DARIO SARIC got to know the basketball fans of this city before he was even introduced to most of his teammates, as his arrival to Philadelphia in July to sign a contract attracted many onlookers at the airport.

None knew him personally, but they appreciated what they had seen of him on the internet and in international games. The Croatian star was Philly through and through, with a toughness that showed in his rebounding, his effort for loose balls, his pounding presence in the lane at the offensive end.

It was those qualities that endeared him to his teammates once they got to be around the 6-10, 245-pounder on a daily basis. Those traits broke the language barrier. But like the NBA game, Saric quickly picked up English, got comfortable enough to become polished at self-deprecation and, well, busting some stones.

Battling plantar fasciitis in his left foot now as the season winds down, Saric is pushing through in his attempt to play all 82 games. Whether that happens or not, it would be shocking if he's not awarded the NBA Rookie of the Year award at season's end, his main competition coming from teammate Joel Embiid, who has endorsed Saric at various times since a season-ending knee injury in January.

Saric is the kind of person you don't have to get to know to like. His is a magnetic personality, filled with an honesty and childlike friendliness that grows quickly on everyone.

"From the beginning of the year, he's night and day different," guard T.J. McConnell said. "I just told him and everyone told him to just keep playing hard and shooting, and that's what he's done. He's worked on his game a lot, and everything he's done this year he deserves. He's worked extremely hard.

"He was kind of laid-back in the beginning, and he's still a little laid-back but mostly he's balls-to-the-wall crazy and we love him for it. We sit around and just laugh with him and tell him how crazy he is. He's a ton of fun."

There is nothing Saric doesn't do 100 percent. A friendly competition in practice ends in a mild tantrum if he isn't the winner. As these meaningless games bring this season to an end, he still plays as hard as he did in the Olympics in Rio last August.

"It's the single ingredient that links the whole thing - he plays hard," Sixers coach Brett Brown said. "He is just beyond competitive and he wears his heart on his sleeve. He cares. And it gets down to the word that most comes freely . . . competitive. There's a close cousin of tough. You look at that quality, especially in this city, if you don't have that, you have no shot. You really have no shot in the city of Philadelphia. He has it in spades. That's who he is. It's the thing that makes him endearing to his teammates. It's the thing that makes him endearing to fans and it's borne out of respect.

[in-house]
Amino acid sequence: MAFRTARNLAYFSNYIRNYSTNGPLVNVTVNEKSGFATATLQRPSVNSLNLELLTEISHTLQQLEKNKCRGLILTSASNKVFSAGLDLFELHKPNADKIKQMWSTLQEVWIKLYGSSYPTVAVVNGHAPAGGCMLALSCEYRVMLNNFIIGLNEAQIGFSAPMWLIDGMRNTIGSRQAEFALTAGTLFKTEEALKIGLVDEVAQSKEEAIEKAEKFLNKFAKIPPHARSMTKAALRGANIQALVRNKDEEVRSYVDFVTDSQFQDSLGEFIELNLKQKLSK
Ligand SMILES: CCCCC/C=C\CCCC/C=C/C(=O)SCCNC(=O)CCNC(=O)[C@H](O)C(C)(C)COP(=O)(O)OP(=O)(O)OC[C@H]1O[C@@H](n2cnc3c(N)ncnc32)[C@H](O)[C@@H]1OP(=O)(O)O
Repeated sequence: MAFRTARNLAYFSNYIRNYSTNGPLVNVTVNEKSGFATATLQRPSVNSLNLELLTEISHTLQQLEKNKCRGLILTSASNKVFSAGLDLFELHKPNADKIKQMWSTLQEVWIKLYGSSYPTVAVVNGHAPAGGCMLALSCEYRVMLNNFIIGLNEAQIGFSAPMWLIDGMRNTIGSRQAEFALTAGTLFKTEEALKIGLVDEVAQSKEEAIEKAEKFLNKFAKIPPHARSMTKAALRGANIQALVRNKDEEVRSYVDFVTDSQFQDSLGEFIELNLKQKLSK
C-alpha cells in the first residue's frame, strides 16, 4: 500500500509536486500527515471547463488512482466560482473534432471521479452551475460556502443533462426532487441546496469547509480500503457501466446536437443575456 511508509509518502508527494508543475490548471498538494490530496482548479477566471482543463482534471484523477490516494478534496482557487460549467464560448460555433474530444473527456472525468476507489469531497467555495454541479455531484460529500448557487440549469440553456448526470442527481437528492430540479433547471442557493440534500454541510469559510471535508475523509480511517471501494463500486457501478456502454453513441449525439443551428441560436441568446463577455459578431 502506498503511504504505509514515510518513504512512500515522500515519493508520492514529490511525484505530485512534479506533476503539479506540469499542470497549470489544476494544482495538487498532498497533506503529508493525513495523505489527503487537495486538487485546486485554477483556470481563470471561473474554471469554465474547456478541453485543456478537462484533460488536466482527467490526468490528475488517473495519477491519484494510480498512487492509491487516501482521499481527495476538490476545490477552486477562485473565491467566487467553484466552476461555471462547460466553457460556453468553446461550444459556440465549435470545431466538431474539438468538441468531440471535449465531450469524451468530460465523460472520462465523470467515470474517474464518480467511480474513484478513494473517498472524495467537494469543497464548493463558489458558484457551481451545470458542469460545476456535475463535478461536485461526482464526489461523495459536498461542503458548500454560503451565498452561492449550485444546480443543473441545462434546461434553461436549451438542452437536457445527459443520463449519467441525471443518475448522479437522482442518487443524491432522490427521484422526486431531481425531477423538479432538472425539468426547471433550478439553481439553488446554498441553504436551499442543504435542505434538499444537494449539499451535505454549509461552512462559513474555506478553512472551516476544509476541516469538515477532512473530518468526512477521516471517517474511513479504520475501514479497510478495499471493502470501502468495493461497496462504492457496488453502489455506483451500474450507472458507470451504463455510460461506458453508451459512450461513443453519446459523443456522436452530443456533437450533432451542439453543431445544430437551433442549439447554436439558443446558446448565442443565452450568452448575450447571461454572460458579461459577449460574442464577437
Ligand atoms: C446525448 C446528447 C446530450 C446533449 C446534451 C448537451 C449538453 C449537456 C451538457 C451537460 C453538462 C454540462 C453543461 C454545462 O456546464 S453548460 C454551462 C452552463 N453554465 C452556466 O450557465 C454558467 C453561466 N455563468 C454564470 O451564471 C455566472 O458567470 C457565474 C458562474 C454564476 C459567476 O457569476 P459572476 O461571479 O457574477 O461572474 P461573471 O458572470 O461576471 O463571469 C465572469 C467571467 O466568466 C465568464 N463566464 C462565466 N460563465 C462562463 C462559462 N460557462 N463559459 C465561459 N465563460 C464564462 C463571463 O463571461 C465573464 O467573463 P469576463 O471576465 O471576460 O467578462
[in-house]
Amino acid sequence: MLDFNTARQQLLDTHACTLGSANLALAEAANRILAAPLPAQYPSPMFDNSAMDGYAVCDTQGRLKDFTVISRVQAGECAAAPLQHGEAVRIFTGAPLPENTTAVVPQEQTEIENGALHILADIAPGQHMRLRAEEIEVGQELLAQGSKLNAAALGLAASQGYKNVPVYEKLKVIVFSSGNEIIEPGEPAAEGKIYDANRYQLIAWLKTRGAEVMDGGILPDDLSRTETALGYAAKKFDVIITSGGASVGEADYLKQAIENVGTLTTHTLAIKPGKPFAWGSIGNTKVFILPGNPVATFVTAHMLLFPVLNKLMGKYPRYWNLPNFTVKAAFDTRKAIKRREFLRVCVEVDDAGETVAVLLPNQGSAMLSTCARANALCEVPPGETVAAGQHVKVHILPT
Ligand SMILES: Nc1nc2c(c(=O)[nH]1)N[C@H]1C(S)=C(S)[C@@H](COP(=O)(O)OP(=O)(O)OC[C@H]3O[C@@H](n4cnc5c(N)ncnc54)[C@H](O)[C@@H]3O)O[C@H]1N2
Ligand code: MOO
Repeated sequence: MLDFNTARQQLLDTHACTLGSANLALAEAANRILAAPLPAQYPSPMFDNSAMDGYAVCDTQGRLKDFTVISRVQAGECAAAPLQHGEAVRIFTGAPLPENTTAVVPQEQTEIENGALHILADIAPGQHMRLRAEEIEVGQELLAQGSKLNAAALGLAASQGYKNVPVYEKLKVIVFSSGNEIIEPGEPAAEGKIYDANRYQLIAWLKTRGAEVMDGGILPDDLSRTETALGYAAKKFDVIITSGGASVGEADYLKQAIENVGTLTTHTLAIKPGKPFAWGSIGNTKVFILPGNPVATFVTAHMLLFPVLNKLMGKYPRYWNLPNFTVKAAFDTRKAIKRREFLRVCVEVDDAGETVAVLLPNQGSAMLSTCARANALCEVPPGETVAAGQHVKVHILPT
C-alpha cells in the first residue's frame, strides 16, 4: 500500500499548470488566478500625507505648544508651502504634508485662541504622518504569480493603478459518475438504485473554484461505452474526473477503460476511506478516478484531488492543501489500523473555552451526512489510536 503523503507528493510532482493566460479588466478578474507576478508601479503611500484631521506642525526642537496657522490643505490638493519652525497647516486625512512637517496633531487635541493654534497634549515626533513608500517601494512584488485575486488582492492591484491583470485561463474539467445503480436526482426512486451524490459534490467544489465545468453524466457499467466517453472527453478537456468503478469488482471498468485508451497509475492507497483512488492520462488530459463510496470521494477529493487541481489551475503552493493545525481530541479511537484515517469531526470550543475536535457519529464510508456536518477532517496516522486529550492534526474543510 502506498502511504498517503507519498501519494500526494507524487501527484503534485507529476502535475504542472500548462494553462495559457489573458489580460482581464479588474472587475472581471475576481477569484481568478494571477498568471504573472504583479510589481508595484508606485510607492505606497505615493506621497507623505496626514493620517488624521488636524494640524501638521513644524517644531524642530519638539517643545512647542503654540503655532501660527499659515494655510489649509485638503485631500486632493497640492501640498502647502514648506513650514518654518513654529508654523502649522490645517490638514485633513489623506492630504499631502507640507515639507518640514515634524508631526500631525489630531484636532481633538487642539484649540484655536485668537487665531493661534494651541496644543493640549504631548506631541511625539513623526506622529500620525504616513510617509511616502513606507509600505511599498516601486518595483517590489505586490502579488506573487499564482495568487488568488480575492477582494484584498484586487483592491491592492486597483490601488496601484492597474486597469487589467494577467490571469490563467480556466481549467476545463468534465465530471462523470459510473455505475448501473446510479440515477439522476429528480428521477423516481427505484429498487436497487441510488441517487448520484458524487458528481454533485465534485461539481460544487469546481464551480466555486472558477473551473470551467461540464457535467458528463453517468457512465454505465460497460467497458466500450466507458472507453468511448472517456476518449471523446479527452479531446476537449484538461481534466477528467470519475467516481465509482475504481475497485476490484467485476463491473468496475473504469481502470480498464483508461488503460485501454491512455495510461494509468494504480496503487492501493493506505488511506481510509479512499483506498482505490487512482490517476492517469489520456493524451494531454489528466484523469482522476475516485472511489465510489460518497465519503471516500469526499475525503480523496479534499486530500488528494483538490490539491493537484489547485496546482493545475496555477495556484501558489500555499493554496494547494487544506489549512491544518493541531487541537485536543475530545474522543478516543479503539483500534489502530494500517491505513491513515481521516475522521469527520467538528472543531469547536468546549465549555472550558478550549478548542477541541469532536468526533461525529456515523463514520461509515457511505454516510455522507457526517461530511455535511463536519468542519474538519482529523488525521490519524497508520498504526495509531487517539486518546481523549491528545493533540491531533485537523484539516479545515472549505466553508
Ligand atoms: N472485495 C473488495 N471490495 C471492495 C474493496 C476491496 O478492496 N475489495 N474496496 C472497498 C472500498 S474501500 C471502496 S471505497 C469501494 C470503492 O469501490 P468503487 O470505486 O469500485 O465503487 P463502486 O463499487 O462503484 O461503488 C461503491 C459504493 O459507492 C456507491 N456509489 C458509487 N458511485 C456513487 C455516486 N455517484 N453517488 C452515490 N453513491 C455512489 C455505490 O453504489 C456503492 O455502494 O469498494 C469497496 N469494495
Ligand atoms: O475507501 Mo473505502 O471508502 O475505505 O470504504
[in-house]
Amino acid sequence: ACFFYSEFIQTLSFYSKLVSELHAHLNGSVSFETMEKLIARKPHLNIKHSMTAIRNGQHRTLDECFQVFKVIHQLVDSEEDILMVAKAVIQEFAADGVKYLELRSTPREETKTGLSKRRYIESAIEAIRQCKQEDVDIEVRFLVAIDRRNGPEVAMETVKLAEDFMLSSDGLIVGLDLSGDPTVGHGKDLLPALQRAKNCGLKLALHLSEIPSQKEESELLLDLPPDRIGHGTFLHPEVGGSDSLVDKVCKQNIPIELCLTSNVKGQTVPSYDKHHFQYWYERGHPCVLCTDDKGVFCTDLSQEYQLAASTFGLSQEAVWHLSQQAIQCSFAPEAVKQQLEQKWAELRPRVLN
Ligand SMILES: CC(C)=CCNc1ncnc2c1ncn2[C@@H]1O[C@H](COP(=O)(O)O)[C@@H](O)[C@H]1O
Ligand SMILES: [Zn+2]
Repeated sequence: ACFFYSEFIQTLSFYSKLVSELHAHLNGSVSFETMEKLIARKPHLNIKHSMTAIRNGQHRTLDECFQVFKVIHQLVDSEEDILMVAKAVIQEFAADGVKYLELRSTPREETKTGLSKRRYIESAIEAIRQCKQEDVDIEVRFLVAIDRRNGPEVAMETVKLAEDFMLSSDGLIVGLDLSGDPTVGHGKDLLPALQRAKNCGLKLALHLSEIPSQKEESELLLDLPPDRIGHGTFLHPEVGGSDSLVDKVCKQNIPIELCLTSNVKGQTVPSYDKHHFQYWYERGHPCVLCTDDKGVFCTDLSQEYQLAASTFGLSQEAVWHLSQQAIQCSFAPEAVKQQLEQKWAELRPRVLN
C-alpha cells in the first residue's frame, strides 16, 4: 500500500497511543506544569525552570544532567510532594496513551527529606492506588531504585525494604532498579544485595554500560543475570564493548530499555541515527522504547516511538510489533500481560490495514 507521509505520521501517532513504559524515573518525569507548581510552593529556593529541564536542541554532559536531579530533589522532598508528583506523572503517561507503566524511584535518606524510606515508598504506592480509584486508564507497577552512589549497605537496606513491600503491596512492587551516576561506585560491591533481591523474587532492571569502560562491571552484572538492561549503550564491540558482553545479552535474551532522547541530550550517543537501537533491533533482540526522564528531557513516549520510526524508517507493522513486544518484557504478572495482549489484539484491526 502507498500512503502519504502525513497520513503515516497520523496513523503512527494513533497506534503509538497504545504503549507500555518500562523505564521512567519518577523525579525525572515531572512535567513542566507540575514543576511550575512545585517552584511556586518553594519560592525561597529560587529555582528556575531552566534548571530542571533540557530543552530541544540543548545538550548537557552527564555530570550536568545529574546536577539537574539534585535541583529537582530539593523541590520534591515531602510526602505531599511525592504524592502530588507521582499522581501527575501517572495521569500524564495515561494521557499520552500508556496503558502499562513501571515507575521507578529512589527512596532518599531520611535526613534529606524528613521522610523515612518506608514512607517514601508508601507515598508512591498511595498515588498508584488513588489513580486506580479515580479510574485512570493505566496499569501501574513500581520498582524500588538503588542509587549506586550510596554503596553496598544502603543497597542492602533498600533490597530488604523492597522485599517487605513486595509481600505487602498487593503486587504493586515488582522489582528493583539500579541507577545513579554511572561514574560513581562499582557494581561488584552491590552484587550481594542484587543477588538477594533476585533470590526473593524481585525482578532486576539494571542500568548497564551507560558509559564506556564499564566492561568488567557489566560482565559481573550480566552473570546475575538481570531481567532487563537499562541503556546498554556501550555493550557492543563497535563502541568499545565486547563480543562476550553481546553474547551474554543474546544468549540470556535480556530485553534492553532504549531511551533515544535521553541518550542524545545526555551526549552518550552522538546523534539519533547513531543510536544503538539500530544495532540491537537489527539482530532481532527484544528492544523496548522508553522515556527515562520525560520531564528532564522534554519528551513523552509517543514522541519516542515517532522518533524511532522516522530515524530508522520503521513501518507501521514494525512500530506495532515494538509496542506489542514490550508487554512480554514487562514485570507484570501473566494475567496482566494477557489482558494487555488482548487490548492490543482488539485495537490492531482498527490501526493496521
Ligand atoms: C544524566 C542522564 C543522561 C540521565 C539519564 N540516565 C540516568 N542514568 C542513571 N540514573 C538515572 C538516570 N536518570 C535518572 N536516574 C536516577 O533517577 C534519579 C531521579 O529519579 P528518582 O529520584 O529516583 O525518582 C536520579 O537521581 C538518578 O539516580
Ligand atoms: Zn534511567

"How can you not respect how he plays?"

To help cement his relationship with his teammates early in the season, Saric taught many of them to curse in Croatian, in case they might want to show a little frustration toward a referee without getting penalized.

"It kind of backfired, though," McConnell said. "We just use the words at him, now. Not sure he really appreciates it, though."

Saric was named the Eastern Conference rookie of the month for both February and March. Since Embiid's injury, he has carried the team offensively with his scoring, passing and ability to rebound and start a fastbreak. As good as he has gotten, you can just tell he has only skimmed the surface of his talent, an exciting prospect for the organization.

"In the beginning it was a little bit hard for me, new country, new teammates, different kind of basketball, different style of life than I had before," Saric said.

"I came here and made an adjustment, and it took me two months to get into some type of rhythm to get used to this kind of life. But with good teammates and good people, we are joking all the time. That is one of the basic things to continue something in the future to stay together."

Tuesday, in a blowout loss against Brooklyn, Saric became the 10th Sixers rookie to reach 1,000 points. His goal is to play in every game, to prove to himself he can do it and have the knowledge of what it takes going into next season.

"He has yet to find out what this city is like when we're winning, and I don't think he even realizes how much this city has embraced him," McConnell said. "He just plays his butt off and that's what this city is all about, and he's damn good. If you're a good player and you play hard in this city, people will fall in love with you really quick. He deserves it. He's a good guy for this city to love."

And vice versa.



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